Several conferences were held in Romania in order to support these new advances in geomorphological research. During the 5th International Conference on Geographic Research in the Carpathian-Danube Area (Timisoara, May 17–19, 2002), a round table was organized on the “Trends in morphodynamic processes in the Carpathians alpine areas”. The First International Workshop on Ice Caves took place from February 29 to March 3, 2004, in Capus, Romania. The Speleological Institute Emil Racovic of Cluj-Napoca and the Universita degli Studi di Milano (Italy) organized this meeting attended by over 30 scientists coming from 11 countries.

In September 23–26, 2004, on Bâlea Cascad (Fagaras Mountains), an International Workshop on Alpine Geomorphology and Mountain Hazards was organized by the Department of Geography of West University with the support of the Carpatho-Balkan Geomorphology Commission. Scientists from Romania, Germany, Italy, Hungary, Poland, and Slovakia took part.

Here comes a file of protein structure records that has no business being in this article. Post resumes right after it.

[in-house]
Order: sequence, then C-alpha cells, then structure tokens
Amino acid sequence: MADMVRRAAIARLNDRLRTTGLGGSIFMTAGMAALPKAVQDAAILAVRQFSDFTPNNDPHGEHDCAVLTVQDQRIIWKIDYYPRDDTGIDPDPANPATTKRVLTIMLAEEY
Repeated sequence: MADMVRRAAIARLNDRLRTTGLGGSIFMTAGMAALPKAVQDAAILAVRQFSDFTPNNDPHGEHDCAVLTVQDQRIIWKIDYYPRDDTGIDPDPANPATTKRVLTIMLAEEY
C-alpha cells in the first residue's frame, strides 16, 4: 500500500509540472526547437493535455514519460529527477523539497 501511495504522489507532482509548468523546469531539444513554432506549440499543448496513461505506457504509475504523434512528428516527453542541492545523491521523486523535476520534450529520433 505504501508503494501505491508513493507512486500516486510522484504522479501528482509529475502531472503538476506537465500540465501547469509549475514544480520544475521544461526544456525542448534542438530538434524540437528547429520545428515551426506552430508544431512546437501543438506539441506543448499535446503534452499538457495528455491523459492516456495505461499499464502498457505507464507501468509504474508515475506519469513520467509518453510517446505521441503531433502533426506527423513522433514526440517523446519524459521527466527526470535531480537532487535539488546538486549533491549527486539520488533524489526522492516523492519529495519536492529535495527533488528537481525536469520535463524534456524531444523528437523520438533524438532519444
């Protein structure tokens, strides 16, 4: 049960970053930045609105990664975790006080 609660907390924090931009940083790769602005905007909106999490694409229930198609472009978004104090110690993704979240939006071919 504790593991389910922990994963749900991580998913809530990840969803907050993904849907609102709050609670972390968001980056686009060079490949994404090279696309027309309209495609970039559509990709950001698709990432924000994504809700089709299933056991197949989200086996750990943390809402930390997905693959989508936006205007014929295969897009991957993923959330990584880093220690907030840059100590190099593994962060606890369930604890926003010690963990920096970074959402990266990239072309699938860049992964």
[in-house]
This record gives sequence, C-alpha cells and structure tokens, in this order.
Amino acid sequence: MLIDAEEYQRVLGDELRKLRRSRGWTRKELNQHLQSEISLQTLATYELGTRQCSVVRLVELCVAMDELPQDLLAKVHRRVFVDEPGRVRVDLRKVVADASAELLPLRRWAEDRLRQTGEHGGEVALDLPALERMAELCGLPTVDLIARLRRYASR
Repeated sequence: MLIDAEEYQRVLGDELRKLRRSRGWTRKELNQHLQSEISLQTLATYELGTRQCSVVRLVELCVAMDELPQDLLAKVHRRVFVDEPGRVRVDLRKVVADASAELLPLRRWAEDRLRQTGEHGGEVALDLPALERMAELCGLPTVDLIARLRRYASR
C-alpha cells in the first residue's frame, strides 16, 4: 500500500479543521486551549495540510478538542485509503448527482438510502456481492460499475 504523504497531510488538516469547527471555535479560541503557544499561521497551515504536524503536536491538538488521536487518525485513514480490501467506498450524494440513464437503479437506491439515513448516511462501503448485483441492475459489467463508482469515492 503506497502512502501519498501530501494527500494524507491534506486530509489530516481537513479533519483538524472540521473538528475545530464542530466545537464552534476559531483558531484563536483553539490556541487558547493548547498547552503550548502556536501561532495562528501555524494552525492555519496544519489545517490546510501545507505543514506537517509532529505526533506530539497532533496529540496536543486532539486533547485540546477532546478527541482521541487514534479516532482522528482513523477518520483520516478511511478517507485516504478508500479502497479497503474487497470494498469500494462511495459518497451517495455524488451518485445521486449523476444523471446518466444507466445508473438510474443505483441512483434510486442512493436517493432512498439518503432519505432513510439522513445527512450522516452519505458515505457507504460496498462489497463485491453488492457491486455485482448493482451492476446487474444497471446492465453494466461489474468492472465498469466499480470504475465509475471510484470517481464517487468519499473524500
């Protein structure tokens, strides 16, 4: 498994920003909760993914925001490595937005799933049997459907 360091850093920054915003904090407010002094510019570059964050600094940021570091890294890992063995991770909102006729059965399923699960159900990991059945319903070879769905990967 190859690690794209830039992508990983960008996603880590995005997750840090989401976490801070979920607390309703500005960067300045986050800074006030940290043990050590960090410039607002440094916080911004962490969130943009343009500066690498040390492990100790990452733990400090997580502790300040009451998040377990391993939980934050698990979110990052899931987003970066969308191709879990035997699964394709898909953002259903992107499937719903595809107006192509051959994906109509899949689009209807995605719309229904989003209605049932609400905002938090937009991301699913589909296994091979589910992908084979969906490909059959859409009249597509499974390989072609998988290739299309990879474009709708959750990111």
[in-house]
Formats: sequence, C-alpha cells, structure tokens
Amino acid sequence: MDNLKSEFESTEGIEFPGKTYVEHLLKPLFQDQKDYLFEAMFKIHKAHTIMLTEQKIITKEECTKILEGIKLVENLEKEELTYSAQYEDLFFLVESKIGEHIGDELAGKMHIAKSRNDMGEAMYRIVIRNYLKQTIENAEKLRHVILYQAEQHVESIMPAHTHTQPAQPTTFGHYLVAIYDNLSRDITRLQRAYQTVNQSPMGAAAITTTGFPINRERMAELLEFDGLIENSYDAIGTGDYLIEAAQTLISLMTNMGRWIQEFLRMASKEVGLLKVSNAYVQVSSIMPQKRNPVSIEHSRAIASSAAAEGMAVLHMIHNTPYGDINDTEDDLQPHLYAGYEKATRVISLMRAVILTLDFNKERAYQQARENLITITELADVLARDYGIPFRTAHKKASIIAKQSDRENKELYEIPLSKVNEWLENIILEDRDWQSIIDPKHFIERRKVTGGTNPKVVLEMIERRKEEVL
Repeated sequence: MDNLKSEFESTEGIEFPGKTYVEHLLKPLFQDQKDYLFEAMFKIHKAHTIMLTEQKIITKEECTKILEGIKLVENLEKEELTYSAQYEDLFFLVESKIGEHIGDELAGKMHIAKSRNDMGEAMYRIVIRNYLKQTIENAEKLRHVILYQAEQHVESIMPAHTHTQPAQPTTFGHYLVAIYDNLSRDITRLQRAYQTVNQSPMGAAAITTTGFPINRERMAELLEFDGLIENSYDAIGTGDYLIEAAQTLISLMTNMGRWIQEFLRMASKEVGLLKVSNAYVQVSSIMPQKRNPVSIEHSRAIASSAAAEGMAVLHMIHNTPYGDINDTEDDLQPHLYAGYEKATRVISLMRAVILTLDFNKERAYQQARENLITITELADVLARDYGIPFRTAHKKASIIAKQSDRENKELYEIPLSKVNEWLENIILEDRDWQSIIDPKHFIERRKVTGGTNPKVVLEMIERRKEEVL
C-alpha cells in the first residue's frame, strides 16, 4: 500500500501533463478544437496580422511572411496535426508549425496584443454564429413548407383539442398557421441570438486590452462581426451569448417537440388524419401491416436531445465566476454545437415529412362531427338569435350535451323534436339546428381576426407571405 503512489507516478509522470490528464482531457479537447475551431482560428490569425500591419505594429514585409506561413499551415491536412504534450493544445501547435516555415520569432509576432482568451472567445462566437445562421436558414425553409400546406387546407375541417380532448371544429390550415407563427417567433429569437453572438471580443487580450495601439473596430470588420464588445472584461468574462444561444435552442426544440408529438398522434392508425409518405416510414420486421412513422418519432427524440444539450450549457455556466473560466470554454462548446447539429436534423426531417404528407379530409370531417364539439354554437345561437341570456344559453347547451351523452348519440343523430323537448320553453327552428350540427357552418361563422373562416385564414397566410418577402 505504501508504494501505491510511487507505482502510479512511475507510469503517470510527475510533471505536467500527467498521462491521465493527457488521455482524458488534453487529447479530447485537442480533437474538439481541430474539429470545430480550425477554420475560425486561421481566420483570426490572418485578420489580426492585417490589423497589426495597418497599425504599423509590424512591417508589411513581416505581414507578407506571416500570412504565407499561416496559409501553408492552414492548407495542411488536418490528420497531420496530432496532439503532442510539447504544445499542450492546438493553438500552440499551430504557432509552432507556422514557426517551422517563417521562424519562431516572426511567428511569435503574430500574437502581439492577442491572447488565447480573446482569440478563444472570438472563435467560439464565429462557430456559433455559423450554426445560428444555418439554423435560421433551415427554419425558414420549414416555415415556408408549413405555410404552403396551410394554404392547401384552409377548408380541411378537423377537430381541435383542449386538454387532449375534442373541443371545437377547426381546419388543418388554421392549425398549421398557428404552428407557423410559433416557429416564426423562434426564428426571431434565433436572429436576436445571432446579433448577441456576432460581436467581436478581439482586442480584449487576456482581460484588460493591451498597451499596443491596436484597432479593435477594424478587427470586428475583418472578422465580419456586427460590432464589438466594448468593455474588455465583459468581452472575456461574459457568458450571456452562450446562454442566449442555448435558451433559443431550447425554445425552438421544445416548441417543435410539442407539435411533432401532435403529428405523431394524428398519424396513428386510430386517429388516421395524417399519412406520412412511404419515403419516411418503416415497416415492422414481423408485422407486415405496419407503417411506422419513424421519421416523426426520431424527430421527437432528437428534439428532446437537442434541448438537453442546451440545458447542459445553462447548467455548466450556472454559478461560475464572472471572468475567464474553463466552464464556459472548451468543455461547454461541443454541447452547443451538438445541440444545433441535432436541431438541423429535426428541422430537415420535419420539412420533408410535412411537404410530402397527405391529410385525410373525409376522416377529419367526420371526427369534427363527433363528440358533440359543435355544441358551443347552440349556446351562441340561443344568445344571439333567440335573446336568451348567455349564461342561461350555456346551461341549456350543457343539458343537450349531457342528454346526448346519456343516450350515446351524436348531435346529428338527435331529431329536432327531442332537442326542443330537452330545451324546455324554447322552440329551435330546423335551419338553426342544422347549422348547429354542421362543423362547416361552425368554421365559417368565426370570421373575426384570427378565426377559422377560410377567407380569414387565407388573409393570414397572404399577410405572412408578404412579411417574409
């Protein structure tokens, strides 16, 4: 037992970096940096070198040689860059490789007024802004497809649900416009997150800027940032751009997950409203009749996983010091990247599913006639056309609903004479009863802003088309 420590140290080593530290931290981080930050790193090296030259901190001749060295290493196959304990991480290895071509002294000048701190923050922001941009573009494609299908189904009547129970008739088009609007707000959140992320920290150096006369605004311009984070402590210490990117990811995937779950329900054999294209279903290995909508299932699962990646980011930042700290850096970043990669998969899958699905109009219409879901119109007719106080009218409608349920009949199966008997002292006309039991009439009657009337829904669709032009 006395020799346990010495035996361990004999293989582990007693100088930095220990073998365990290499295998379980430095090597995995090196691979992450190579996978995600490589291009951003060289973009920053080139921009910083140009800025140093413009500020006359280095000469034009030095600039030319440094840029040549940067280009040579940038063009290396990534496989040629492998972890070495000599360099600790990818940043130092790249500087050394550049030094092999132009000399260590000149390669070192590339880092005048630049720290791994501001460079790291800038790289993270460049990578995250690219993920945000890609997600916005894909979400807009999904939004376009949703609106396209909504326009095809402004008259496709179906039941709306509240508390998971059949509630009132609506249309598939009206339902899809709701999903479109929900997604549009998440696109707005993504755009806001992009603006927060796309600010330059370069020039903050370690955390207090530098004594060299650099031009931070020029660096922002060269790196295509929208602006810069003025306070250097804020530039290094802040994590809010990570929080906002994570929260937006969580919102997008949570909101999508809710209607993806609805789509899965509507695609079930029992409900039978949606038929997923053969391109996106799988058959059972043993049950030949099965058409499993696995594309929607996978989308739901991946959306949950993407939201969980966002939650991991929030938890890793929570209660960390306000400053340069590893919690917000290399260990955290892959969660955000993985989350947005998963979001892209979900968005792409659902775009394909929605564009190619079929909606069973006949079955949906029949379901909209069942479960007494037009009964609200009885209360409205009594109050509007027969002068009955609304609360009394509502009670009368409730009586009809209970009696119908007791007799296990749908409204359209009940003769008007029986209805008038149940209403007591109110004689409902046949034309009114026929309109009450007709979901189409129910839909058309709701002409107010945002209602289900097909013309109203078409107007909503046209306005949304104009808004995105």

Glacial and periglacial features and relict permafrost indicators were studied by the Timisoara team in Muntele Mic, by Petru Urdea in the Bihor Mountains, by Petru Urdea and Dorel Gureanu in the Cernei Mountains, by Florin Vuia in the Parâng Mountains, by Mircea Ardelean in the Piule-Iorgovanu Mountains, by Andreea Andra and Alexandru Nedelea (Bucharest University) in the Topolog and Capra Basin (Fagaras Mountains), and by Marcel Mândrescu (University of Suceava) in the Rodnei and Climani Mountains (Eastern Carpathians).

Petru Urdea (urdeap@rectorat.uvt.ro)


The International Conference “Cryosphere of Oil-and- Gas-Bearing Provinces” was held in Tyumen, May 23– 27, 2004, in honor of the 60th anniversary of Tyumen district.